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No Neutrality Would Be Nonsense

Federal Communications Commission chairman Ajit Pai is currently pushing to roll back net neutrality rules established in 2015 and give more power to large telecommunication corporations.

A+repeal+of+net+neutrality+rules+would+give+Internet+service+providers+too+much+control+over+telecommunication+and+threaten+the+existence+of+small+businesses.
A repeal of net neutrality rules would give Internet service providers too much control over telecommunication and threaten the existence of small businesses.

A repeal of net neutrality rules would give Internet service providers too much control over telecommunication and threaten the existence of small businesses.

Tribune News Service

Tribune News Service

A repeal of net neutrality rules would give Internet service providers too much control over telecommunication and threaten the existence of small businesses.

Meg Travis, News Editor

There has been much talk as of late regarding the upcoming Dec. 14 vote in which the Federal Communications Commission, headed by chairman Ajit Pai (designated by President Donald Trump), will decide whether or not to repeal net neutrality laws set during the Obama administration back in 2015. Revoking these laws would be illogical and catastrophic for the dynamic of nondiscriminatory online policies and give a disproportionate amount of influence to companies that already have too much of it.

The current net neutrality policies prevent prominent Internet service providers like Verizon and AT&T from breaking up their content into faster and slower lanes and “throttling,” or prohibiting someone’s ability to view material from certain companies, according to PBS. These laws ensure that businesses paying to display content with these corporations are treated fairly and equally for protection of freedom in the airways.

The origin of the measure to repeal this came from Pai, who believes the current laws are “hurting businesses” and preventing their financial profit and growth, according to PBS. Repealing this measure though would be extremely unethical and lead down the road to a corporate authoritarianism by which these major companies could pick and choose what consumers receive in terms of speeds and reception, harming the businesses that cannot pay the demands.

Tribune News Service 
Poll asking Americans if they support the FCC Net Neutrality rulings.

Furthermore, if there was no net neutrality, broadband providers would be able to increase their prices and manipulate web traffic in such a way that they could charge whatever they wanted to allow quicker access, according to Bloomberg. Many of these service providers already have such an authority over the nation and moves in this direction would lay the groundwork for an irreversible telecommunicative monopoly. This would endanger the markets of those on their receiving ends and resurface a big business threat to smaller companies.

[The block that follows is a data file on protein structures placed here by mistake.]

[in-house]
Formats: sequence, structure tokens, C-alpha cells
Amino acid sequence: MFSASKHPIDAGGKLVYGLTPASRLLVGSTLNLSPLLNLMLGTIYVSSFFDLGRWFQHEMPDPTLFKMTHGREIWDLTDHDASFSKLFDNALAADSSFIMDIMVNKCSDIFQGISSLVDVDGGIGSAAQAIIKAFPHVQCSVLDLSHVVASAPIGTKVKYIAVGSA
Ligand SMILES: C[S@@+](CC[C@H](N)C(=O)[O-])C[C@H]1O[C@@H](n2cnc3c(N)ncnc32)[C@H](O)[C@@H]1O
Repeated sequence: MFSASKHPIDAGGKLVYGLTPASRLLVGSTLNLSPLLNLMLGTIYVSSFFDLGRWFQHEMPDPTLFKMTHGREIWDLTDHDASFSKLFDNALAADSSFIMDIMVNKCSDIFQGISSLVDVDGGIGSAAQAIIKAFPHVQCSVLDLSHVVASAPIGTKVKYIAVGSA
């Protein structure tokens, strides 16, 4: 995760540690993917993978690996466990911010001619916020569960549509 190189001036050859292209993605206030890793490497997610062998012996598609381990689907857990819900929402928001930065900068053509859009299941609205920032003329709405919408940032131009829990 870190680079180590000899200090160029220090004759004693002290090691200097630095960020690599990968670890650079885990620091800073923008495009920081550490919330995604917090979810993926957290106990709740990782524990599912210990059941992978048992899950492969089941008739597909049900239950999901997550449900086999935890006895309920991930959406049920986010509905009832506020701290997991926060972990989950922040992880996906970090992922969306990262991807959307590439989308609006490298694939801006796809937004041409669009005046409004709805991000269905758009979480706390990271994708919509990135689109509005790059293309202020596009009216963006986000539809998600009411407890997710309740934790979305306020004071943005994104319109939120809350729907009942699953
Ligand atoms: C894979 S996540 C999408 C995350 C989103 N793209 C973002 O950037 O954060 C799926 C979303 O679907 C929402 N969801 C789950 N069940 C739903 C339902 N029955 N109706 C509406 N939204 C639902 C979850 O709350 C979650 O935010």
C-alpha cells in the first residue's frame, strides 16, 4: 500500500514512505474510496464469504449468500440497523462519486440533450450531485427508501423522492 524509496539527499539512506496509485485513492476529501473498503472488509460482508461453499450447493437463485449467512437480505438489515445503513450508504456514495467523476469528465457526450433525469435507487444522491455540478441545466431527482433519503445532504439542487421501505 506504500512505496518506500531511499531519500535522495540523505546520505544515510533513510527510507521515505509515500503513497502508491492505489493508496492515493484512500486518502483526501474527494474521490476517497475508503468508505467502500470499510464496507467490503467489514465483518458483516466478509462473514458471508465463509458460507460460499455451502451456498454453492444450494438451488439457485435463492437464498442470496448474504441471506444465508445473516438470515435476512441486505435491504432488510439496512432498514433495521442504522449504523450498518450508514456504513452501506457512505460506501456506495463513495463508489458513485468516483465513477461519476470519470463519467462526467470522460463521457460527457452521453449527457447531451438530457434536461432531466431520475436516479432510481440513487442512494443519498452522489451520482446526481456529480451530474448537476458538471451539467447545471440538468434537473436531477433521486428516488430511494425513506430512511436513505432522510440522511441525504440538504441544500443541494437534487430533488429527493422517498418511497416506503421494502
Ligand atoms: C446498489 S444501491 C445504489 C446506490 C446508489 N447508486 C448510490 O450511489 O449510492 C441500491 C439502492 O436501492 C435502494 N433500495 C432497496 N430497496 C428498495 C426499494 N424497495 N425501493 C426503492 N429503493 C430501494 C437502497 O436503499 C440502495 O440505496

The conversation about these neutrality laws came largely after the election of Donald Trump and his vocalized animosity towards anything associated with the Obama administration. Since his inauguration, from immigration to health care, Trump has made a conscious effort to dismantle many of the policies implemented by Obama, according to USA Today. These numerous attempts have reached a point where, regardless of the subject matter, Trump has tried to repeal them for the mere sake that they were enacted by Obama.

This trend calls to question the integrity and justification behind Trump’s and Pai’s unified pushes for virtually abolishing net neutrality laws and opening the gates for a biased and inequitable Internet. The very nature of rolling back these laws is contradictory to the democratic majority, by which 78 percent of Americans across the political spectrum favored net neutrality rules in a May poll conducted by Mozilla.

The illogicality of this proposed reversal is highlighted further in its impending legal aftermath. A significant number of public interest groups have already vocalized that they would sue if the FCC voted “yes” on the measure, according to the New York Times. These lawsuits would likely fall on the shoulders of Congress, taking up unnecessary time and thus further preventing lawmakers from focusing on the most pressing national needs.

Distribution of power is a complicated balance and can easily concentrate too much in one set of hands. If there were no net neutrality, a balance would cease to even exist and the very essence of free speech and representation would be threatened. Net neutrality is an essential component of telecommunication and its impending fate will make or break the future of airway integrity.

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